|Persian| |Empire|, |Persian| |Empire,| |Tiribazos,| |Satrap| |of| |Cilicia,| |388| |-| |380| |B.C.,| |Issos,| |Cilicia|, |stater|
GS33197. Silver stater, SNGvA 5601 var. (ethnic spelling), gVF, weight 10.451 g, maximum diameter 22.2 mm, die axis 0o, Issos, Cilicia mint, 386 - 380 B.C.; obverse Ahura-Mazda, head right, body terminated by solar disk, holding wreath and lotus blossom; reverse Baal standing half-left, eagle in right, long scepter in left hand, IΣΣEΩN (sic) left, Aramaic TRIBZW right; ex KŁnker auction 143, lot 233 (misattributed as SNG France 418, price realized 800 Euro), areas of porosity, well centered and struck on a particularly full flan for the type; very rare; SOLD


Persian Empire, Lydia, Anatolia, Darios I - Xerxes II, c. 485 - 420 B.C.

|Persia| |&| |Mesopotamia|, |Persian| |Empire,| |Lydia,| |Anatolia,| |Darios| |I| |-| || |Xerxes| |II,| |c.| |485| |-| |420| |B.C.|, |daric|
This type was minted in Lydia, Anatolia, while under Persian control, prior to Alexander the Great's conquest. The Persian or Achaemenid Empire (c. 550 - 330 B.C.) was the largest empire in ancient history extending across Asia, Africa and Europe, including Iran, Afghanistan, Pakistan, parts of Central Asia, Asia Minor, Thrace and Macedonia, much of the Black Sea coastal regions, Iraq, northern Saudi Arabia, Jordan, Palestine and Israel, Lebanon, Syria, and much of ancient Egypt as far west as Libya.Persian Empire
SH12099. Gold daric, Carradice Type IIIb A/B, SNG Cop 275, SGCV II 4679, Choice EF, weight 8.284 g, maximum diameter 15.3 mm, c. 485 - 420 B.C.; obverse kneeling-running figure of the Great King right, bearded, wearing crown and kidaris, a quiver at his shoulder, transverse spear downward in right hand, bow in extended left hand; reverse irregular approximately rectangular punch; SOLD


Persian Empire, Lydia, Anatolia, Darios I - Xerxes II, c. 485 - 420 B.C.

|Sardes|, |Persian| |Empire,| |Lydia,| |Anatolia,| |Darios| |I| |-| || |Xerxes| |II,| |c.| |485| |-| |420| |B.C.|, |daric|
This type was minted in Lydia, Anatolia, while under Persian control, prior to Alexander the Great's conquest. The Persian or Achaemenid Empire (c. 550 - 330 B.C.) was the largest empire in ancient history extending across Asia, Africa and Europe, including Iran, Afghanistan, Pakistan, parts of Central Asia, Asia Minor, Thrace and Macedonia, much of the Black Sea coastal regions, Iraq, northern Saudi Arabia, Jordan, Palestine and Israel, Lebanon, Syria, and much of ancient Egypt as far west as Libya.Persian Empire
SH89609. Gold daric, Carradice Type IIIb, Group A/B (pl. XIII, 27); Meadows, Administration 321; BMC Arabia pl. XXIV, 26; Sunrise 24, SNG Cop 275, SGCV II 4679, F, light marks, die wear, weight 8.297 g, maximum diameter 14.7 mm, Lydia, Sardes (Sart, Turkey) mint, c. 485 - 420 B.C.; obverse kneeling-running figure of the Great King right, bearded, wearing crown and kidaris, a quiver at his shoulder, transverse spear downward in right hand, bow in extended left hand; reverse irregular approximately rectangular punch; ex CNG e-auction 438, 262; SOLD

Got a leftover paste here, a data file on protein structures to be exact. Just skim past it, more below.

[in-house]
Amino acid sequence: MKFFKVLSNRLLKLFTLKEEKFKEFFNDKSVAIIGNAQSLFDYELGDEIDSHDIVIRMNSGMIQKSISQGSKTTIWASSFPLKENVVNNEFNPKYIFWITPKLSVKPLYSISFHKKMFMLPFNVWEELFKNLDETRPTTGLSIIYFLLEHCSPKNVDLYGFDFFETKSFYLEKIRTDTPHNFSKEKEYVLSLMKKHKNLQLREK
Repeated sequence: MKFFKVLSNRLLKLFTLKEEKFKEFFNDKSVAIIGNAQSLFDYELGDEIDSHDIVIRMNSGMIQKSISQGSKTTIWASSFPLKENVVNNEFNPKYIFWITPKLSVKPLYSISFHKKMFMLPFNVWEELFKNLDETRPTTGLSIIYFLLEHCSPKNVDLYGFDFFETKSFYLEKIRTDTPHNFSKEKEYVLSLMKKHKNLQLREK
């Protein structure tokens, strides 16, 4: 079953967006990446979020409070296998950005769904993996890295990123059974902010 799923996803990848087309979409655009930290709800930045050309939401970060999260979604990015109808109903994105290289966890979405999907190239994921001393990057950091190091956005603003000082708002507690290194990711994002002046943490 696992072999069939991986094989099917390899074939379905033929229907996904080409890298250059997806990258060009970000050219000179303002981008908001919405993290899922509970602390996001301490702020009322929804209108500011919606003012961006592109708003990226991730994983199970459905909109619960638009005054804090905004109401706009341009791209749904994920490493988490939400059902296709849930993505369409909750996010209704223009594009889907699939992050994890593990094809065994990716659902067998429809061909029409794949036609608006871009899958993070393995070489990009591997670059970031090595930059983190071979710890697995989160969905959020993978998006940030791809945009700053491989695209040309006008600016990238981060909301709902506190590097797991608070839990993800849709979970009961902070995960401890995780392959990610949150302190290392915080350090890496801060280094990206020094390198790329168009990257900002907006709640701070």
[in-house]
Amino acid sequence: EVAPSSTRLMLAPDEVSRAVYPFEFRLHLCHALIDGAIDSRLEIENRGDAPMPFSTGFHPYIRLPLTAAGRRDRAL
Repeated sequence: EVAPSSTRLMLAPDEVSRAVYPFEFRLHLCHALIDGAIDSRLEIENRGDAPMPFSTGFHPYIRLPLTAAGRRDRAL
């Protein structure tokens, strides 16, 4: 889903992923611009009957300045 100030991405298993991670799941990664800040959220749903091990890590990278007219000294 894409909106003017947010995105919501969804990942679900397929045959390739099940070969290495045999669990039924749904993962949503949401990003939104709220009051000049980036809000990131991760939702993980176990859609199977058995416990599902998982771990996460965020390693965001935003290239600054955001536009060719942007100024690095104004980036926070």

Persian Empire, Mesopotamia(?), Imitative Pi-Style V Tetradrachm, c. 350 - 332 B.C.

|Athens|, |Persian| |Empire,| |Mesopotamia(?),| |Imitative| |Pi-Style| |V| |Tetradrachm,| |c.| |350| |-| |332| |B.C.|, |tetradrachm|
Although the style is very good and similar coins are often identified as official, this coin was probably not struck in the ancient Athens mint. The ancient Athens mint had a secret mark for this Pi style type. The top side of the A would ALWAYS hit the side of the owl EXACTLY in the angle between the head and the body. The top side of the A on this coin hits the side of the owls head. It is too high. The mint that struck this coin is uncertain but most likely this coin is an imitative that was struck in Persian Empire.
GS85441. Silver tetradrachm, SNG Delepierre 1476 (high A, very similar); Svoronos Athens pl. 20, 16 (high A, clearly imitative); SNG MŁnchen 99 (high A, plated), Choice gVF, well centered and struck on a tight flan, bumps and marks, test cut reverse center, weight 16.736 g, maximum diameter 22.4 mm, die axis 225o, uncertain mint, c. 350 - 332 B.C.; obverse head of Athena right with eye seen in true profile, wearing crested helmet ornamented with three olive leaves and pi-style floral scroll, pellet above earring; reverse owl standing right, head facing, to right AΘE in large lettering, to left olive sprig and crescent, pellet above the owl's eyes, two rows of feathers (dots) to the right of the owl's beak; SOLD


Persian Empire, Mazaios, Satrap of Cilicia, 361 - 334 B.C., Tarsos, Cilicia

|Persian| |Empire|, |Persian| |Empire,| |Mazaios,| |Satrap| |of| |Cilicia,| |361| |-| |334| |B.C.,| |Tarsos,| |Cilicia|, |stater|
Mazaios was the Persian satrap of Cilicia beginning about 361 B.C. and in about 345 B.C. he was also made satrap of Transeuphratesia (which included Syria and Judaea). In 331 B.C., Mazaios was defeated by Alexander the Great at the Battle of Gaugamela, after which he fled to Babylon. Later that year Mazaios surrendered Babylon, the capital of the Persian Empire, to Alexander. For surrendering without a fight, Alexander appointed Mazaios governor of Babylon. He died in 328 B.C.
SH43398. Silver stater, SNG BnF 433, SNG Levante 185, VF, test cuts, weight 10.121 g, maximum diameter 24.6 mm, die axis 135o, Tarsos (Tarsus, Mersin, Turkey) mint, 361 - 334 B.C.; obverse BLTRZ (=Baaltarz) in Aramaic behind, Baal of Tarsos enthroned half-left, lotus tipped scepter in right; reverse lion advancing left, crescent below, sixteen pointed star above, ZDI (=Mazdai) in Aramaic above; SOLD